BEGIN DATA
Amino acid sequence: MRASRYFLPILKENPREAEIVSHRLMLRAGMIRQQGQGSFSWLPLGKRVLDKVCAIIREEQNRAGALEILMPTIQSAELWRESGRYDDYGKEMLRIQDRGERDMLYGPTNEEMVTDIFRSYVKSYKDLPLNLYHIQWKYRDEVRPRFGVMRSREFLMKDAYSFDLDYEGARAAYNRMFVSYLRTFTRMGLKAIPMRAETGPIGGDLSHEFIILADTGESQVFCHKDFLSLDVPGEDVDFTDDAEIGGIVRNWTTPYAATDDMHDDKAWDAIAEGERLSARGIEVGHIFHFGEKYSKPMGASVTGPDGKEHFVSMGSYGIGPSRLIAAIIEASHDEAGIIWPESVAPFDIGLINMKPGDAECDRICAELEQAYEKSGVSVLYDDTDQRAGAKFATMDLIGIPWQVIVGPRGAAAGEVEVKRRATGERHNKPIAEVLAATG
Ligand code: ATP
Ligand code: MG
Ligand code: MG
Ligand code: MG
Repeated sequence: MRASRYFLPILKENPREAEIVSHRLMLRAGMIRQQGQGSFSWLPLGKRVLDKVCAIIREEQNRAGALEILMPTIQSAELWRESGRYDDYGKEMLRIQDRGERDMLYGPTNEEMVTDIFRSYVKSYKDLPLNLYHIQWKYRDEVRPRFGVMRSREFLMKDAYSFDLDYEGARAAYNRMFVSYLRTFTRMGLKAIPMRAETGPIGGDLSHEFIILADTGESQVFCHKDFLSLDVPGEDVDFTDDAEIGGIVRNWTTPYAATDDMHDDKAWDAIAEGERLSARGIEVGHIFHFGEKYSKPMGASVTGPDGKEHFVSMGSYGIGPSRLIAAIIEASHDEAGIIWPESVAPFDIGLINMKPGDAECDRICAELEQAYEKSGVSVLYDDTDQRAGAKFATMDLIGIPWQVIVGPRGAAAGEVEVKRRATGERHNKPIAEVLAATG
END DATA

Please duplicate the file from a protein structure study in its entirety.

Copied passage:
Amino acid sequence: MRASRYFLPILKENPREAEIVSHRLMLRAGMIRQQGQGSFSWLPLGKRVLDKVCAIIREEQNRAGALEILMPTIQSAELWRESGRYDDYGKEMLRIQDRGERDMLYGPTNEEMVTDIFRSYVKSYKDLPLNLYHIQWKYRDEVRPRFGVMRSREFLMKDAYSFDLDYEGARAAYNRMFVSYLRTFTRMGLKAIPMRAETGPIGGDLSHEFIILADTGESQVFCHKDFLSLDVPGEDVDFTDDAEIGGIVRNWTTPYAATDDMHDDKAWDAIAEGERLSARGIEVGHIFHFGEKYSKPMGASVTGPDGKEHFVSMGSYGIGPSRLIAAIIEASHDEAGIIWPESVAPFDIGLINMKPGDAECDRICAELEQAYEKSGVSVLYDDTDQRAGAKFATMDLIGIPWQVIVGPRGAAAGEVEVKRRATGERHNKPIAEVLAATG
Ligand code: ATP
Ligand code: MG
Ligand code: MG
Ligand code: MG
Repeated sequence: MRASRYFLPILKENPREAEIVSHRLMLRAGMIRQQGQGSFSWLPLGKRVLDKVCAIIREEQNRAGALEILMPTIQSAELWRESGRYDDYGKEMLRIQDRGERDMLYGPTNEEMVTDIFRSYVKSYKDLPLNLYHIQWKYRDEVRPRFGVMRSREFLMKDAYSFDLDYEGARAAYNRMFVSYLRTFTRMGLKAIPMRAETGPIGGDLSHEFIILADTGESQVFCHKDFLSLDVPGEDVDFTDDAEIGGIVRNWTTPYAATDDMHDDKAWDAIAEGERLSARGIEVGHIFHFGEKYSKPMGASVTGPDGKEHFVSMGSYGIGPSRLIAAIIEASHDEAGIIWPESVAPFDIGLINMKPGDAECDRICAELEQAYEKSGVSVLYDDTDQRAGAKFATMDLIGIPWQVIVGPRGAAAGEVEVKRRATGERHNKPIAEVLAATG